Ian Burleigh is vice chairman of the Tudor Rose Court Residents’ Association.
Those of us who live in the City of London, like others living in Greater London, know that London is really just a collection of villages.
In our village we live in flats. Our village green is Fortune Street Park, where in normal times children play on their way to and from our primary school with its entrance directly into the park.
At lunchtime on sunny days you cannot see the grass as it is covered by workers enjoying lunch from the Whitecross Street food stalls, or sushi from our local Waitrose.
From the park, brave souls making their way through a narrow Dickensian passageway are rewarded by our high street containing all the boutique shops, cafes, restaurants, betting shops, tattoo and massage parlours, and more nail bars than can surely be necessary, to be found in any self respecting village.
Across the road there is a covered market leading to our friendly local grocer, Waitrose, complete with our Big Issue seller near the door.
Our village sheltered housing scheme, Tudor Rose Court, where I live with my husband, is sandwiched between the Grade 2 listed Golden Lane estate and the fêted brutalism of the two thousand Barbican flats, similarly listed.
Our block of 35 flats has a courtyard garden, cared for by an informal group of residents. The courtyard is surrounded by the Barbican wildlife garden complete with ponds, a den of foxes, mosquitoes, far too many inquisitive, overweight squirrels and at least one toad.
In normal times it is a pleasure to take the short, scenic walk past the magnificent California lilac, the flowering crabapple trees, over the pedestrian crossing into the park with its wonderfully diverse planting and a different selection of friends, neighbours and children depending on the time of day.
Onward through the scary narrow passageway, across the high street, glancing for bargains as you pass the market stalls, giving a cheery smile and greeting in response to the Big Issue seller brings you to the occasionally slow to open automatic doors.
You have arrived at the palace of delights that is “our” Waitrose. Friends and neighbours are invariably to be found here, both as customers and partners, chatting, selecting from or replenishing the amazing array of goods on display.
How quickly things can change.
Now we find ourselves in lock down. Texts have been received from our GP surgery advising self-isolation. Phone calls from neighbours distressed at not being able to order goods online.
Criticism from neighbours via our scheme manager that those of us answering the call to ‘meet at three’ in our courtyard to alleviate isolation are insufficiently distanced from one another. No eggs, pasta or paper goods to be had for any money from any store within two miles.
Police warnings of scams tricking vulnerable people into allowing entry into their homes on the pretext of testing for coronavirus but in reality to threaten and rob.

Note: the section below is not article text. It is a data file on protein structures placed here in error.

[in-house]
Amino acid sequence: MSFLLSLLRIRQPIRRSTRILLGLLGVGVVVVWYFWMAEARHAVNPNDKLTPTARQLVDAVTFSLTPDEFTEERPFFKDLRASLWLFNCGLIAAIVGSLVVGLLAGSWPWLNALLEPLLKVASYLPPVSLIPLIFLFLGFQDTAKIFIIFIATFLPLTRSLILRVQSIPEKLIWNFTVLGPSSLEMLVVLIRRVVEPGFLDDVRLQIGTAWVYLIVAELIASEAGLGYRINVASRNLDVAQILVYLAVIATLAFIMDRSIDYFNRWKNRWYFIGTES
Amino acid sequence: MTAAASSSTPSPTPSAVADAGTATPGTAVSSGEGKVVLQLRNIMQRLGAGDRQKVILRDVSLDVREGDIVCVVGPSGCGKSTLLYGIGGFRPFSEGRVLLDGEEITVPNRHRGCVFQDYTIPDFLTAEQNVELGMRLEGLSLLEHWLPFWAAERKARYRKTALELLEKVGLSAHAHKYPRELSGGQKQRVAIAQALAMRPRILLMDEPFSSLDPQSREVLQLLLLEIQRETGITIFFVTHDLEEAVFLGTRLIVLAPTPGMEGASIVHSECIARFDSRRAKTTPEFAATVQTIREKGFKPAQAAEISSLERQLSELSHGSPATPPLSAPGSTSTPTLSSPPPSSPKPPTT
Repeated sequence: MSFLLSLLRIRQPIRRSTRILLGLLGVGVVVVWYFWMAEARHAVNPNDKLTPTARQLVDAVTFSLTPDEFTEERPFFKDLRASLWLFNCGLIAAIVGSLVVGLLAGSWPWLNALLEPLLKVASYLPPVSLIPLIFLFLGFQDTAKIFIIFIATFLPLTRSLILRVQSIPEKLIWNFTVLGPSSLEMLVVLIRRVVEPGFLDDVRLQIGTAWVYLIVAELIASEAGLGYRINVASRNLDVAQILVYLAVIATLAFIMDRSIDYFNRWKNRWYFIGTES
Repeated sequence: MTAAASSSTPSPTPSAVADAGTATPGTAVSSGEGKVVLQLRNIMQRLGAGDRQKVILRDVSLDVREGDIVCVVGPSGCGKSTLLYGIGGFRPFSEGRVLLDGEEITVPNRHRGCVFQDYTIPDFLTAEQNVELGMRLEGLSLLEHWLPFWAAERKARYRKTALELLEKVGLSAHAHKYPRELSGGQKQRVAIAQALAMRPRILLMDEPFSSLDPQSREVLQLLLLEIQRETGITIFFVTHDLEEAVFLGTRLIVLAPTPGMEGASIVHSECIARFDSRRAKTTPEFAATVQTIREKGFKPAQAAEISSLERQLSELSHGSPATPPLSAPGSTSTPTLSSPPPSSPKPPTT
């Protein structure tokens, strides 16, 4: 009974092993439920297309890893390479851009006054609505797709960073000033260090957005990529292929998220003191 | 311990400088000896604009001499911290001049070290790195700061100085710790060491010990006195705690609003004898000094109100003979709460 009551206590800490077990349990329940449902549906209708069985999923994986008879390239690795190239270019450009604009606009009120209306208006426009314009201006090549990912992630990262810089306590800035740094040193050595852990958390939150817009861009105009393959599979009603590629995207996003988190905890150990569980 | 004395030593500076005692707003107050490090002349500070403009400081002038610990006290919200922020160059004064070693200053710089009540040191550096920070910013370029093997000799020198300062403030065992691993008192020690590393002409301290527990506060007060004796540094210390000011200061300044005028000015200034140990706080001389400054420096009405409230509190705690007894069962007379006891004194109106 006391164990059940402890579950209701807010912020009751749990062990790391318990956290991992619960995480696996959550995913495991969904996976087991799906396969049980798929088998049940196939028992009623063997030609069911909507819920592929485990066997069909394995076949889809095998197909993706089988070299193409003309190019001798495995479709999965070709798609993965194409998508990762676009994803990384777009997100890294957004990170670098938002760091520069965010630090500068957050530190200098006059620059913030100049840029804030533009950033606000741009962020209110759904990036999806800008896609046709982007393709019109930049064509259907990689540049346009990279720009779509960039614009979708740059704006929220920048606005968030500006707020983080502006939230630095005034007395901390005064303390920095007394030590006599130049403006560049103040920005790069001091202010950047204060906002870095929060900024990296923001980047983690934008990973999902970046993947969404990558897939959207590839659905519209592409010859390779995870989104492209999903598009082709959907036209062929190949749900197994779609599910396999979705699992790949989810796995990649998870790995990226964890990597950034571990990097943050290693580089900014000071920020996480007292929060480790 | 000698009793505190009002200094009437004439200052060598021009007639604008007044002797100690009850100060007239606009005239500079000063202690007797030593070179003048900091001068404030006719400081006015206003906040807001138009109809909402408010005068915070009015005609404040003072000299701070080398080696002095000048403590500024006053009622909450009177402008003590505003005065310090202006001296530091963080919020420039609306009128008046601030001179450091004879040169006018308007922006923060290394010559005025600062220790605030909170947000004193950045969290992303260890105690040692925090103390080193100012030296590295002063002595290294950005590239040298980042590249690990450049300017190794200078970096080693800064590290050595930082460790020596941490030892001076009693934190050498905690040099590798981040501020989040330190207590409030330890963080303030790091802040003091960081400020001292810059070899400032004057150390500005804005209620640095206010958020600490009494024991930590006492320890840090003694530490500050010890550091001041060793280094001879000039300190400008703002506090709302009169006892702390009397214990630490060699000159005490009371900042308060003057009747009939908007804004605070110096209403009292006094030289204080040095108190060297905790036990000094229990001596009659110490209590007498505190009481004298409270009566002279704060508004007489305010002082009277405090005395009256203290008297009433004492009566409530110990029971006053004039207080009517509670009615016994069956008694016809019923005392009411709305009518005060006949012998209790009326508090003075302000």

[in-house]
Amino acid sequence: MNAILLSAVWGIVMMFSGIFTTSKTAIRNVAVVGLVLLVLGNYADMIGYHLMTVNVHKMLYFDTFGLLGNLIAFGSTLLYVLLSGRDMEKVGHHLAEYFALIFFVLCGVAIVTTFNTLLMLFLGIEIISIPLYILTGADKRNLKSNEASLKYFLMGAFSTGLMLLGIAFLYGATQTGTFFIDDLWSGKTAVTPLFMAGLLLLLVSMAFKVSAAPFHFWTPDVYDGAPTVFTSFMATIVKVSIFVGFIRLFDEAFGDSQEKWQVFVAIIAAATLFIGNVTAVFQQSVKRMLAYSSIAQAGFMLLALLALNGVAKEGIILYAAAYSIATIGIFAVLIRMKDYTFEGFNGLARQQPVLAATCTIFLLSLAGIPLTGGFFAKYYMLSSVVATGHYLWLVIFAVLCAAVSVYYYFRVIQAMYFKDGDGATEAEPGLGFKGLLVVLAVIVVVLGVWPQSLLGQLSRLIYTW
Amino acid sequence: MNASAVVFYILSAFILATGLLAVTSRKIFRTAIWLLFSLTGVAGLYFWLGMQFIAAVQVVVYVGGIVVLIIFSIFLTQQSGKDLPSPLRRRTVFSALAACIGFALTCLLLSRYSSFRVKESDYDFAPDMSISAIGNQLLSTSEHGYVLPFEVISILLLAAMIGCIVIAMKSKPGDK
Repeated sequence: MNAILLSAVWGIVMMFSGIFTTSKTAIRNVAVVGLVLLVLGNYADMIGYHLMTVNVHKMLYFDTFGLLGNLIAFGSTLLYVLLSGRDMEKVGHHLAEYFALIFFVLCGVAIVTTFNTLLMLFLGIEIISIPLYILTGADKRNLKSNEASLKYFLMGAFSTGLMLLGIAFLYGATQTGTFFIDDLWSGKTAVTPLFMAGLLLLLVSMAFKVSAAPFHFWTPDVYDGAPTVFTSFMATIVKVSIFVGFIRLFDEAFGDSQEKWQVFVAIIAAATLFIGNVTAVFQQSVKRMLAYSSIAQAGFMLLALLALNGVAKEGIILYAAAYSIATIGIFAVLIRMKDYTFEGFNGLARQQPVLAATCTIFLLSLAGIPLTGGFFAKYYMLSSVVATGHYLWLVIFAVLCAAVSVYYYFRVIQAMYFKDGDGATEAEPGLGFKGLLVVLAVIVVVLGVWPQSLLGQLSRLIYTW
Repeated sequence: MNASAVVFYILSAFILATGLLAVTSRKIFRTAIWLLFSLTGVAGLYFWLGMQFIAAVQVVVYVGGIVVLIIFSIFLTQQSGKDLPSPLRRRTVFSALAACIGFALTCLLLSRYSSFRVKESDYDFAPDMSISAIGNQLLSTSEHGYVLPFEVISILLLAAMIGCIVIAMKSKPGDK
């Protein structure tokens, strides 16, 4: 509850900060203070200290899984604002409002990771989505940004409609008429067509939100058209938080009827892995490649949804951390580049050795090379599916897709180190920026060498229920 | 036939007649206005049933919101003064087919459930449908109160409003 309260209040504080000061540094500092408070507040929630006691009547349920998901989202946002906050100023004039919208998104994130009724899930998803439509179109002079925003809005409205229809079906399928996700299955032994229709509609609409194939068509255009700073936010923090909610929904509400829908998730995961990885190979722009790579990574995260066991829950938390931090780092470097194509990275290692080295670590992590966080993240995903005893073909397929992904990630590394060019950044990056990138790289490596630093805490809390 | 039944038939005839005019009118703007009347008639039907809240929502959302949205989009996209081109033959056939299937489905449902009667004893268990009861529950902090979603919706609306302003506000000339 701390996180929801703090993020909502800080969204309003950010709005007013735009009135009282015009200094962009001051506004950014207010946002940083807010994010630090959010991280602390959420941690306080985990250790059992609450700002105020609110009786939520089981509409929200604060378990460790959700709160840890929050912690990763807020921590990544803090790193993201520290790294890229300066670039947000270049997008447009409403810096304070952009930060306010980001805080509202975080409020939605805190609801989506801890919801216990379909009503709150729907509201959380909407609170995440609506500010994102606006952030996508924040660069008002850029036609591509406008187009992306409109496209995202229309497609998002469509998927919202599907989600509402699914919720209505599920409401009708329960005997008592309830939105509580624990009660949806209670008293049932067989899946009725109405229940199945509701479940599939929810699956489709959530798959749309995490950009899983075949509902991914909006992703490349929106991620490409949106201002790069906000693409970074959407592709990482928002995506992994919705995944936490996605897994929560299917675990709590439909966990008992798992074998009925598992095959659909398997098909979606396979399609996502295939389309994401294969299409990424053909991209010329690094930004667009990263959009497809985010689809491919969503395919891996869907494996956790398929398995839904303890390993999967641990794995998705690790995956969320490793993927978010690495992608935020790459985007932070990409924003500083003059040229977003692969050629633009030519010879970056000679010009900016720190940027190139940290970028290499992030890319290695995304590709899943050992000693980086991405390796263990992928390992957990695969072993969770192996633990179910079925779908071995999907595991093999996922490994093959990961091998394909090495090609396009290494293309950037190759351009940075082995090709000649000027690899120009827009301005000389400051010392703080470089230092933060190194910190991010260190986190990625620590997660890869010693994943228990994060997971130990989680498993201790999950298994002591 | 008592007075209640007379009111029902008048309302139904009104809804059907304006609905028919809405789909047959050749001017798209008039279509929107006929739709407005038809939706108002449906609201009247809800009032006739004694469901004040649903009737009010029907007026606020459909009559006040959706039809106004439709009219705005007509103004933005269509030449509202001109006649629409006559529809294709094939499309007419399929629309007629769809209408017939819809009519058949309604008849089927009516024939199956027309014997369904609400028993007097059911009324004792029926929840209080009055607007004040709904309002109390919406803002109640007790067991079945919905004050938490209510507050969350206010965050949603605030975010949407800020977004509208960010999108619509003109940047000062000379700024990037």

I am wondering how I will cope when an elderly neighbour becomes seriously ill with Covid-19. Will an ambulance be available when I call? Will I even be able to make the call – the network is already overloaded? What happens when there are no beds available at the hospitals or the Excel Centre?
What is the best way to help a terminally ill and terrified elderly person when you are the only one there? Worse still, what if you’re not there and they are all alone?
Just over a month ago, during normal times, Adam Gilbert, manager of our Waitrose, together with the deputy manager, came to meet the residents of Tudor Rose Court to have a cup of tea and discover our experience of our local store. They received a lot of praise from residents, and also some suggestions for improvement.
We all learnt from this positive experience. On Monday we heard from our neighbour who works part time on the checkouts that Adam was looking for ways to help those of his customers less able to cope in today’s challenging times – maybe someone should get in touch with him. I rang the store and asked for Adam, who was unavailable at the time, but called me back as promised.
He proposed a delivery of store cupboard goods that would be useful if we were unable to leave our flats: could I take soundings from my neighbours as to what would be most useful? I emailed a list to Adam.
Following the delivery of ambient goods to Waitrose on Wednesday night, all the goods that we had suggested, including fresh eggs and potatoes that we had found particularly difficult to obtain, were delivered by Adam in person to our doorstep on Thursday evening on his way home.
We were absolutely delighted that everything we had requested had been included. A group of neighbours helped divide the goods into individual packages which were delivered to each front door by 7pm together with a note explaining the generous gift was from Waitrose. One self-isolating resident emailed to say:
“…it’s a miracle. I got eggs!!!! Never thought I’d see an egg so soon again.”
Others who were able relayed their delight in person.
We had been feeling isolated, worried and alone, not able to place orders online and uncertain how to obtain even basic items. That all changed last night.
From an initial idea on Monday to delivery on Thursday evening we are extremely grateful for the generosity and kindness of Adam and his team at Waitrose & Partners, our local village store in the City of London.